Premier Icon ahwiles
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    (I’ve got wide feet)

    new balance minimus: i like them, but a few of the sharper stones do sting a bit, they’re grippy, but not fell-mud-spike grippy.

    new balance 101’s: i like them, they’re more ‘protected’ than the minimuses, and a bit grippier, they move around on my feet a bit though – not ideal.

    walshes: i’d like to like them, but the heel is too wide, and the toe-box too narrow, even though i’ve got a ‘wide fit’ pair. When it’s proper filthy i wear them for the grip – but they’ll be going straight in the bin if when they fall off in a bog again.

    i’ve had inov8’s, but they eat my feet.

    i’d like something with the ‘hold’ of a minimus (enough but not too much), the protection of a 101 (enough but not too much), and the grip of a walsh (loads and loads)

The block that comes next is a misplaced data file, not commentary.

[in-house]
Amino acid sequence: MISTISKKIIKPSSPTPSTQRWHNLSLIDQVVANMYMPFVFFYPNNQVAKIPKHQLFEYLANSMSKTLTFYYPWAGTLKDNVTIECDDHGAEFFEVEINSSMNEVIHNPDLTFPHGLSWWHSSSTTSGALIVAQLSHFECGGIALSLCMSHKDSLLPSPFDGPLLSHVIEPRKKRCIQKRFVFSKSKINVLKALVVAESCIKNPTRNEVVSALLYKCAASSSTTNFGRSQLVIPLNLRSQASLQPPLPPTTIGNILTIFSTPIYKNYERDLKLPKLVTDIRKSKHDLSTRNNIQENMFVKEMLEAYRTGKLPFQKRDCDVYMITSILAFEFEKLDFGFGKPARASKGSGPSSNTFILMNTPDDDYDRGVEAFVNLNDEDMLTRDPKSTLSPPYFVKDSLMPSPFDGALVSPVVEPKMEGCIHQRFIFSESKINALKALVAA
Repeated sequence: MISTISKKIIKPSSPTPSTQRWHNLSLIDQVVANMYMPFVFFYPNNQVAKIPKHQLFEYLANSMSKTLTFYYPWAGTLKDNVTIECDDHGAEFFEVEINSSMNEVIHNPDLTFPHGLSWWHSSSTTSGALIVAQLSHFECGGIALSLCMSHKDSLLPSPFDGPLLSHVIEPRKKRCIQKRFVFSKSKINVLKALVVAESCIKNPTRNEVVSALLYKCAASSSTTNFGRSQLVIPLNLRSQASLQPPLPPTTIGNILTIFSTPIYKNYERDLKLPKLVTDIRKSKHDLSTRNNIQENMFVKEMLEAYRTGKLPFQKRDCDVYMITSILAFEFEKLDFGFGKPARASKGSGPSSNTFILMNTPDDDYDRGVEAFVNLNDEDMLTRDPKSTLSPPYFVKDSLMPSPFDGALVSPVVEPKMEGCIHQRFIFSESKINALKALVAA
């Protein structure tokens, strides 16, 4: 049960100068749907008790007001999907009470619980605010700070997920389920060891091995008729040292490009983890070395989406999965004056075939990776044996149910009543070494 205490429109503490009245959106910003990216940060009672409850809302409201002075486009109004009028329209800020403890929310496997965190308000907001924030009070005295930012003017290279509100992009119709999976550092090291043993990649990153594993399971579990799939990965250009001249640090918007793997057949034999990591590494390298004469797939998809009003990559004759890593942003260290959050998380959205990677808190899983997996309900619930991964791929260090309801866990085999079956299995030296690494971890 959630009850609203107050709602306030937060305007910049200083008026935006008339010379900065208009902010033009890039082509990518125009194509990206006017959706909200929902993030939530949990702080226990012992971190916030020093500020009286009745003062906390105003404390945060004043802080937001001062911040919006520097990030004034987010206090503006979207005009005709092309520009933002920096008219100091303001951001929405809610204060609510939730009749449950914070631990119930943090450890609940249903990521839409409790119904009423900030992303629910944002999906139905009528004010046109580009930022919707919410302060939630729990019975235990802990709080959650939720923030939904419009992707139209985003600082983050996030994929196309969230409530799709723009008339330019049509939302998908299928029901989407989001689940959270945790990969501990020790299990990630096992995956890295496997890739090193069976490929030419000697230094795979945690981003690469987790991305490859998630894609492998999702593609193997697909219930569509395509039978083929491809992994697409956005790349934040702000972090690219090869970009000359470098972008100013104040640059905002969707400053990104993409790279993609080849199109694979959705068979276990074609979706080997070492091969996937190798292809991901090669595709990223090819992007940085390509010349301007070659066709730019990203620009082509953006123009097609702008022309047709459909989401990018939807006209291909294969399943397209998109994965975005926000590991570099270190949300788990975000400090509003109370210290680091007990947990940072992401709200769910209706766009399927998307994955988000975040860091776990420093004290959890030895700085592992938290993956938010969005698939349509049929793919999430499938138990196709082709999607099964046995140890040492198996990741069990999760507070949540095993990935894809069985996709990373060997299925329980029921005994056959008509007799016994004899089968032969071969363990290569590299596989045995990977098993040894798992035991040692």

cynic-al
    Member

    I started road running 3 years ago on std 12mm built up asics, after 18 months & 2 marathons, tried some Gel lyte 33s (I think), 6mm drop, much lighter, but still encourage heel-first, which just feels wrong to me.

    I have some Skechers go-runs i got cheap on SP and they are my favourites. 4mm drop I think, and a firmer mid-sole (under the arch) which encourages mid/front stroke.

    Not sure what I’ll try next, will depend if I get into trial running after my next marathon, which I suspect will be my last serious one.

    mogrim
    Member

    I also wear merrell barefoot shoes most of the time when not doing sports. They do some quite acceptable leather ones that are fine for work etc. Since I have been wearing them I think it has improved my general posture, and I certainly get less calf tightness than I used to. Feels odd when I wear shoes with a normal heel now.

    I’ve been thinking about getting some of these for work, you’d recommend them then?